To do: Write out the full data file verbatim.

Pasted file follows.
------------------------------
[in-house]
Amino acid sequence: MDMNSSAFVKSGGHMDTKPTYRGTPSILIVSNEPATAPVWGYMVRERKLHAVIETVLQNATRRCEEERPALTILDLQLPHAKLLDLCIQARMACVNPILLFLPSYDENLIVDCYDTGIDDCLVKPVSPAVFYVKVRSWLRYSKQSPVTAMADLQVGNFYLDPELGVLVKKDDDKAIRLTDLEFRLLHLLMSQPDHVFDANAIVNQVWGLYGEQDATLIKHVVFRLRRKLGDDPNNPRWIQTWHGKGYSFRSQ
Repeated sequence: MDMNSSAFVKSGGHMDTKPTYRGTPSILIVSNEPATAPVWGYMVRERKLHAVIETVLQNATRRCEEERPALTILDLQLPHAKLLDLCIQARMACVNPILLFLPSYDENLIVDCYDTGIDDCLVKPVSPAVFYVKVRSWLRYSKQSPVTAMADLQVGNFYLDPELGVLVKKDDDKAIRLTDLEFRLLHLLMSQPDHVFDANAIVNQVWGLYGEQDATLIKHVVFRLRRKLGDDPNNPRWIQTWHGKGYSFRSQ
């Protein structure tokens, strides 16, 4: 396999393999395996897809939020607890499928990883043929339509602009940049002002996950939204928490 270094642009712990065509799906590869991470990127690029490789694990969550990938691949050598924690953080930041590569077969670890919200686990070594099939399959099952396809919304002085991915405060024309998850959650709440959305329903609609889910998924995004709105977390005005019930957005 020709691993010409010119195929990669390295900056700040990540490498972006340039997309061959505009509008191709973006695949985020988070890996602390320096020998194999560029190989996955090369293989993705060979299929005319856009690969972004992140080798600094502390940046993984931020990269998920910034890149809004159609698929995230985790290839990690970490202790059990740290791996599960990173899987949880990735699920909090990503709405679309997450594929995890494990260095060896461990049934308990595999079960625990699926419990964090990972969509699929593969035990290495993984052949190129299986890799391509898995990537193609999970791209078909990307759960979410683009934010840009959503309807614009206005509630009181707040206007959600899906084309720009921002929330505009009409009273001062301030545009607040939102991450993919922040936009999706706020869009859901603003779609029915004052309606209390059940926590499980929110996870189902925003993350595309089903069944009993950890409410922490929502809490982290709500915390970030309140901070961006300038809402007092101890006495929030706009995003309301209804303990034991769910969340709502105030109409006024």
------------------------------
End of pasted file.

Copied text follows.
[in-house]
Amino acid sequence: MDMNSSAFVKSGGHMDTKPTYRGTPSILIVSNEPATAPVWGYMVRERKLHAVIETVLQNATRRCEEERPALTILDLQLPHAKLLDLCIQARMACVNPILLFLPSYDENLIVDCYDTGIDDCLVKPVSPAVFYVKVRSWLRYSKQSPVTAMADLQVGNFYLDPELGVLVKKDDDKAIRLTDLEFRLLHLLMSQPDHVFDANAIVNQVWGLYGEQDATLIKHVVFRLRRKLGDDPNNPRWIQTWHGKGYSFRSQ
Repeated sequence: MDMNSSAFVKSGGHMDTKPTYRGTPSILIVSNEPATAPVWGYMVRERKLHAVIETVLQNATRRCEEERPALTILDLQLPHAKLLDLCIQARMACVNPILLFLPSYDENLIVDCYDTGIDDCLVKPVSPAVFYVKVRSWLRYSKQSPVTAMADLQVGNFYLDPELGVLVKKDDDKAIRLTDLEFRLLHLLMSQPDHVFDANAIVNQVWGLYGEQDATLIKHVVFRLRRKLGDDPNNPRWIQTWHGKGYSFRSQ
């Protein structure tokens, strides 16, 4: 396999393999395996897809939020607890499928990883043929339509602009940049002002996950939204928490 270094642009712990065509799906590869991470990127690029490789694990969550990938691949050598924690953080930041590569077969670890919200686990070594099939399959099952396809919304002085991915405060024309998850959650709440959305329903609609889910998924995004709105977390005005019930957005 020709691993010409010119195929990669390295900056700040990540490498972006340039997309061959505009509008191709973006695949985020988070890996602390320096020998194999560029190989996955090369293989993705060979299929005319856009690969972004992140080798600094502390940046993984931020990269998920910034890149809004159609698929995230985790290839990690970490202790059990740290791996599960990173899987949880990735699920909090990503709405679309997450594929995890494990260095060896461990049934308990595999079960625990699926419990964090990972969509699929593969035990290495993984052949190129299986890799391509898995990537193609999970791209078909990307759960979410683009934010840009959503309807614009206005509630009181707040206007959600899906084309720009921002929330505009009409009273001062301030545009607040939102991450993919922040936009999706706020869009859901603003779609029915004052309606209390059940926590499980929110996870189902925003993350595309089903069944009993950890409410922490929502809490982290709500915390970030309140901070961006300038809402007092101890006495929030706009995003309301209804303990034991769910969340709502105030109409006024």